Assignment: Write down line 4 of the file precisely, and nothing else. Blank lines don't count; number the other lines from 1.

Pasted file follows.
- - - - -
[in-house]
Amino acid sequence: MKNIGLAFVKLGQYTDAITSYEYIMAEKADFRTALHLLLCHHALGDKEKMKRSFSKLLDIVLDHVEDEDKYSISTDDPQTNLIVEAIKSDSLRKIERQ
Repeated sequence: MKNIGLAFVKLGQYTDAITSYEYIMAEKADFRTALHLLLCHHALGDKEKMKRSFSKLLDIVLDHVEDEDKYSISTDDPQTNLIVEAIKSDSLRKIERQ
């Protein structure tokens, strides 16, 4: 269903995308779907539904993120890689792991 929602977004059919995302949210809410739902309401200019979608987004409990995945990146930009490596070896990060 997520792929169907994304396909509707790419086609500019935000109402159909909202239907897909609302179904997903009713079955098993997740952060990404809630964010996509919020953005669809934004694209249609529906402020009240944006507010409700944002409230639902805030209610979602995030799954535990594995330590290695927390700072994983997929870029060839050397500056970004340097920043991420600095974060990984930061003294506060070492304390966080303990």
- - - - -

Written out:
């Protein structure tokens, strides 16, 4: 269903995308779907539904993120890689792991 929602977004059919995302949210809410739902309401200019979608987004409990995945990146930009490596070896990060 997520792929169907994304396909509707790419086609500019935000109402159909909202239907897909609302179904997903009713079955098993997740952060990404809630964010996509919020953005669809934004694209249609529906402020009240944006507010409700944002409230639902805030209610979602995030799954535990594995330590290695927390700072994983997929870029060839050397500056970004340097920043991420600095974060990984930061003294506060070492304390966080303990």